NEW YORK -- No Johan Santana. No R.A. Dickey. No way that Jon Niese will make his first Opening Day start on Monday by putting pressure on himself to be either.
"I'm not going to treat it as an Opening Day [start], [I] will treat it like a midseason start," said Niese at Citi Field on Sunday, as the Mets -- all but Jordany Valdespin working out voluntarily -- volunteered themselves as a blue-collar bunch with high expectations. "I'm just another pitcher.
"I don't think we have an ace on this staff. Everybody contributes equally, that's all we're really counting on, really. Quality innings, keep the team in the game."
With runs expected to be hard to come by, the Mets' chances for respectability in 2013 will hinge on a young starting pitching staff exceeding the level of its fame. Pitching in New York, these guys will get noticed soon enough. But the top two guys in the rotation are already on David Wright's radar.
"It's important these guys take the mindset of being No. 1 or No 2," said new Mets captain David Wright. "Jon Niese [and] Matt Harvey have that confidence and the stuff to be top-of-the-rotation type guys.
"They want to be that Johan Santana or R.A. Dickey -- the type who not only eats innings but are stoppers. I believe they are those types."
They will have to be, says Terry Collins, the suddenly ace-less Mets manager.
"You look for a guy who, every fifth day, you know what he's going to do," conceded Collins. "And you know what? It's Jon Niese's turn. Matt Harvey, Dillon Gee, Jeremy Hefner -- it's their turn to be the mainstays here."
Wright will have to knock rust off on the fly
NEW YORK -- David Wright, who missed two weeks with a strained left intercostal muscle suffered during the World Baseball Classic, got in three at-bats in the Mets' exhibition finale on Saturday, which will just have to be good enough since Opening Day has arrived.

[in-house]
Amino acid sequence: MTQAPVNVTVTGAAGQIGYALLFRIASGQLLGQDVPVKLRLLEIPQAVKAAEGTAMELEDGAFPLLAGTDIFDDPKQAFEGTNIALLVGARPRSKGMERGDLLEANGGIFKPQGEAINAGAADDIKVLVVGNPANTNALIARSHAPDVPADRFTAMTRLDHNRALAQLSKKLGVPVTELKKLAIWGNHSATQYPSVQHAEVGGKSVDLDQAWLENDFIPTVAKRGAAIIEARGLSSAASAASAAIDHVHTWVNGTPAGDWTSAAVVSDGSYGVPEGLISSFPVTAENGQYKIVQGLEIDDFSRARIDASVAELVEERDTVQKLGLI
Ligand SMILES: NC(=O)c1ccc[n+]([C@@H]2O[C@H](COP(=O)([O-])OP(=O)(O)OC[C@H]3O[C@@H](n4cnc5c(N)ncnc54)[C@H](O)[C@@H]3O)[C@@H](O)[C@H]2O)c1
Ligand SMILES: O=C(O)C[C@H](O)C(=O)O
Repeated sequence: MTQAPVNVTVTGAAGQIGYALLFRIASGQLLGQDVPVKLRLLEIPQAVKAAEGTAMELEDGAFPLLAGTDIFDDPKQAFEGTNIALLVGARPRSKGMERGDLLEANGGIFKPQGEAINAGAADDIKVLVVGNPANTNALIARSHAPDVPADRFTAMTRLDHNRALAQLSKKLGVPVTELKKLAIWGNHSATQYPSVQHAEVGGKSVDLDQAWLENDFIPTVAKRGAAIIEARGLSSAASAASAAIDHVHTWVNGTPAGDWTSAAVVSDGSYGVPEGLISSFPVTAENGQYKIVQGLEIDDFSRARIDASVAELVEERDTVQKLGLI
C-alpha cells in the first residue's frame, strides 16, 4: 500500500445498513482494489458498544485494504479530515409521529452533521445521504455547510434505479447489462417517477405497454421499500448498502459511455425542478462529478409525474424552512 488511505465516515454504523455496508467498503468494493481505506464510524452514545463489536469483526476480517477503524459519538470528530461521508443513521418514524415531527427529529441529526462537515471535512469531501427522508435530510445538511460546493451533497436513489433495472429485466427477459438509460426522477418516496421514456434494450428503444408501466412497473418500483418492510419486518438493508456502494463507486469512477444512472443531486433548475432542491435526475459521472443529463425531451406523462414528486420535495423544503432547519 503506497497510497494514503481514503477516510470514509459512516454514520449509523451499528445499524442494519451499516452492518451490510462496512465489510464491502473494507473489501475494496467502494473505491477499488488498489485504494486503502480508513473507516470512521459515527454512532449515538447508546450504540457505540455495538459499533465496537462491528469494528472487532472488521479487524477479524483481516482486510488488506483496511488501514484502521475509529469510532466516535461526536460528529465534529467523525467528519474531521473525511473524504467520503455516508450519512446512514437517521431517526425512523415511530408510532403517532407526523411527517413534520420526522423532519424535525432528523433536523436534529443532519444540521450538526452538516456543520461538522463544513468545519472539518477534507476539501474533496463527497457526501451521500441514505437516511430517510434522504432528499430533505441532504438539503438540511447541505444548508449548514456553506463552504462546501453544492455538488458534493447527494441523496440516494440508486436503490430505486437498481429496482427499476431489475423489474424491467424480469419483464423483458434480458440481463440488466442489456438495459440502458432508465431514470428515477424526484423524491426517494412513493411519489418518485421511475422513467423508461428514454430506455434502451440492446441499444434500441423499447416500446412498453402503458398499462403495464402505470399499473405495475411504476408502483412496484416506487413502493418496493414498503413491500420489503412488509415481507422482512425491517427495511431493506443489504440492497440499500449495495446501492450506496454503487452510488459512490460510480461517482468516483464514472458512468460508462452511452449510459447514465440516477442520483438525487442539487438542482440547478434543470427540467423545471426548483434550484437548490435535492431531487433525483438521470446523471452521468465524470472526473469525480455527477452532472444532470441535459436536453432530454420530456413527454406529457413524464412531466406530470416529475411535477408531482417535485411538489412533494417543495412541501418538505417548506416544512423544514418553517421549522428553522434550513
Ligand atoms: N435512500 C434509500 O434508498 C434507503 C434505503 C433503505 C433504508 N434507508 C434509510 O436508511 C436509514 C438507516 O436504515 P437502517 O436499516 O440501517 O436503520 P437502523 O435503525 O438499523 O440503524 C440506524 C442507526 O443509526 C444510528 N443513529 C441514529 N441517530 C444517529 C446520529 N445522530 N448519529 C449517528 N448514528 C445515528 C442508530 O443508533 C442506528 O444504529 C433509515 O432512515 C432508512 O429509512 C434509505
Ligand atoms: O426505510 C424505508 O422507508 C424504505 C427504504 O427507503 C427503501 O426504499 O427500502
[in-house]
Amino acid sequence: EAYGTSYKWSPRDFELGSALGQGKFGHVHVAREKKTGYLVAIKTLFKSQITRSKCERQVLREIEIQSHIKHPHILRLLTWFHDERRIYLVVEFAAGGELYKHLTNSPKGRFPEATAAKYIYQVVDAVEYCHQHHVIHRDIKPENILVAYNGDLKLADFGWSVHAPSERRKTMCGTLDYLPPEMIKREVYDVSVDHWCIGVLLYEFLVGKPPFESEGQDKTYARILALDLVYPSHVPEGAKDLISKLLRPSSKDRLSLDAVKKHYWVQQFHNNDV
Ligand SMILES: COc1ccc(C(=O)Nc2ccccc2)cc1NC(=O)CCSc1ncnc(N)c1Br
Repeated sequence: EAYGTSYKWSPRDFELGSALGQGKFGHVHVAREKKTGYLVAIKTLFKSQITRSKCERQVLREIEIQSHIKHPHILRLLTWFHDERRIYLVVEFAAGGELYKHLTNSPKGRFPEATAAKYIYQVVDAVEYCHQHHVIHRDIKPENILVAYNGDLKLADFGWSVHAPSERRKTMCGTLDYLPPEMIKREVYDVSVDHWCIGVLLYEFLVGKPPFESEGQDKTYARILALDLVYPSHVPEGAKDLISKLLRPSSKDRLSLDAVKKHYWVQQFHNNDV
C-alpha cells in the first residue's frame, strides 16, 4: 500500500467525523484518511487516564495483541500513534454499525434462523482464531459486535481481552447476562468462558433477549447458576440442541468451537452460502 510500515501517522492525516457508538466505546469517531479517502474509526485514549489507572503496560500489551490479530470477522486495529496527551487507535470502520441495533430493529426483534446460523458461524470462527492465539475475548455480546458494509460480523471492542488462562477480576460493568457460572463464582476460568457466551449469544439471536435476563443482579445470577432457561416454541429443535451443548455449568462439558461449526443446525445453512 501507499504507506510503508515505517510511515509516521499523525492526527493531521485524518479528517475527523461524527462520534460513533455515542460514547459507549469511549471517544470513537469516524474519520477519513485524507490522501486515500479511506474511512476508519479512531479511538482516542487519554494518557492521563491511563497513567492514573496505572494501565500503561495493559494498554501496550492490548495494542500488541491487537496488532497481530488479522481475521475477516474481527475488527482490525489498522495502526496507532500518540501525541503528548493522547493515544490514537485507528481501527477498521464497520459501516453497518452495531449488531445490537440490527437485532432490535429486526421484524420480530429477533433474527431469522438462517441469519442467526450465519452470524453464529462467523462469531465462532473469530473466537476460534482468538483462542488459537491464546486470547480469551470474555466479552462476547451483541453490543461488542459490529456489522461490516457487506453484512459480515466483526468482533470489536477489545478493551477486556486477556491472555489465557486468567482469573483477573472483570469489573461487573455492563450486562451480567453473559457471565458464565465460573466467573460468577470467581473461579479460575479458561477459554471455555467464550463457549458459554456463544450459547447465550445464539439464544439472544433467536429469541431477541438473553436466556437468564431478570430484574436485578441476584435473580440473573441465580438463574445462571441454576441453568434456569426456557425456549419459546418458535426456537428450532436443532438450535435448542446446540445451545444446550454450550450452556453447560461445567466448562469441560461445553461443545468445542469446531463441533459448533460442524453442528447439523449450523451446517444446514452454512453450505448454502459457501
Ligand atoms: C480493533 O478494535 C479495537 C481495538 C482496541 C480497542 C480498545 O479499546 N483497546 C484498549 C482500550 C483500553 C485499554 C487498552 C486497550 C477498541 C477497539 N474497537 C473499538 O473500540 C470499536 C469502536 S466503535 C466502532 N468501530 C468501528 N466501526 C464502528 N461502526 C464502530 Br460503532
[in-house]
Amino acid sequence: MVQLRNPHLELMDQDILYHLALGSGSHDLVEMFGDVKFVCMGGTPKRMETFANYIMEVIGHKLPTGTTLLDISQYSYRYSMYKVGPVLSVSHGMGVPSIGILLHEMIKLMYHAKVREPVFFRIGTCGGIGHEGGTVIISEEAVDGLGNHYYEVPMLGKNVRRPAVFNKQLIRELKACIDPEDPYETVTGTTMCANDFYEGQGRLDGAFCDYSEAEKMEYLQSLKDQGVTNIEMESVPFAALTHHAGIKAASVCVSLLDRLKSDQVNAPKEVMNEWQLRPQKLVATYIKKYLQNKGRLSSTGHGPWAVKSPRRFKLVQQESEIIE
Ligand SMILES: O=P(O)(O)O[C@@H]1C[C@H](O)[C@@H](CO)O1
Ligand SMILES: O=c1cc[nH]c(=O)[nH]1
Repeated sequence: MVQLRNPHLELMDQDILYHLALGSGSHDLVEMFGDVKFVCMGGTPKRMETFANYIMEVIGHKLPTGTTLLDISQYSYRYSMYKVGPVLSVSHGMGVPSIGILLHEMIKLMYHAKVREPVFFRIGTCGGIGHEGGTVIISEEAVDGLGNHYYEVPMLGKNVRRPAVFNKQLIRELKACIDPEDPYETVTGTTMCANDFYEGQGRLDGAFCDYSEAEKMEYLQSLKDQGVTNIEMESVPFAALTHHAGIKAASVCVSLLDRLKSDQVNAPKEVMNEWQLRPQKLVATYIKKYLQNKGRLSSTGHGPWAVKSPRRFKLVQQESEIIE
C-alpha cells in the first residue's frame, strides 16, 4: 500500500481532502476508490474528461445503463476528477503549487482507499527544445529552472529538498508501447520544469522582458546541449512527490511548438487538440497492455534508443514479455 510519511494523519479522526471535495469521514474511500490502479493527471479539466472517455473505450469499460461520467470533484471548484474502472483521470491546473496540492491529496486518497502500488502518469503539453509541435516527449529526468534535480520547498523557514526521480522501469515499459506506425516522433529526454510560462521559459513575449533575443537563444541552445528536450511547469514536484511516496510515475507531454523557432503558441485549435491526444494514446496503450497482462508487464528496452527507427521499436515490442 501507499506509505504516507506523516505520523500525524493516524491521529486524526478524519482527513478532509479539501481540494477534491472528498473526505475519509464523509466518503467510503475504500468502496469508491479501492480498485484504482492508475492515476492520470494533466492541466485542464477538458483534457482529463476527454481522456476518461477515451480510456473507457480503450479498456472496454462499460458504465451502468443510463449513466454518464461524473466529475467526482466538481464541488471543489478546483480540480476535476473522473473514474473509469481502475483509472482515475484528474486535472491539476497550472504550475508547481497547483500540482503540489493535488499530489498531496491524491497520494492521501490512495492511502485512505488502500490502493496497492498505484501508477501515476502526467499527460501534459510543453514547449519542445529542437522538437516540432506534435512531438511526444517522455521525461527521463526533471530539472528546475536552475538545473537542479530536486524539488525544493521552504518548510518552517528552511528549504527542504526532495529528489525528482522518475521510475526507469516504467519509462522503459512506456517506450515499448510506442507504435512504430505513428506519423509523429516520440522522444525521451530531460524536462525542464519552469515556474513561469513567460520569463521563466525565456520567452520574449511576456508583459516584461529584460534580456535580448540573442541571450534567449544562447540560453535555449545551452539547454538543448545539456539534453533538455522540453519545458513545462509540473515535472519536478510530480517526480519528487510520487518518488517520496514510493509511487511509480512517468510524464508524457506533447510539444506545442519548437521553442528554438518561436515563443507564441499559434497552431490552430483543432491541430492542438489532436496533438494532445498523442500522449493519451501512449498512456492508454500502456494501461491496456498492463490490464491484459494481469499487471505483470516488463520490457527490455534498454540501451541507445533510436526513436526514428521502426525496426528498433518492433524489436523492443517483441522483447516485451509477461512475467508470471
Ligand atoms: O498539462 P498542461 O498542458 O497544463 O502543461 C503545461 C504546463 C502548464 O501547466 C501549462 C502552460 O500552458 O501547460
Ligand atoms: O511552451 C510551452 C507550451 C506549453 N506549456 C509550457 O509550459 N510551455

"It would have been nice to have had a few more at-bats toward the end, but I didn't have that luxury," Wright said. "I thought the extra day or two [of rest] was more important than the extra at-bats. I feel good physically."
Perhaps the adrenalin of his first game as captain of the Mets can overcome some of his rust.
"It's not something I started to think about until a few days ago, when someone asked," Wright said. "But to be introduced as captain is going to be pretty special."
Special would not describe this Mets roster, so extraordinary must depict its attitude. The club can't ask rookies to forgo their first Major League meal money. But in mindset, at least, Wright says the Mets will be toting lunch pails.
"Scrappy comes to mind," Wright said, when asked to describe the personality of his team. "I said it all Spring Training: You are not going to see a lot of household names, not going to see a lot of flash or sexiness, per se. But I think you have a roomful of guys who don't have those egos, that know how to play team baseball.
"The teams that do well buy into that team concept. Who cares who gets the big hit? The bottom line is wins. That's our personality -- gritty, scrappy, will do the small things that it takes to win games."
Jay Greenberg is a contributor to MLB.com. This story was not subject to the approval of Major League Baseball or its clubs.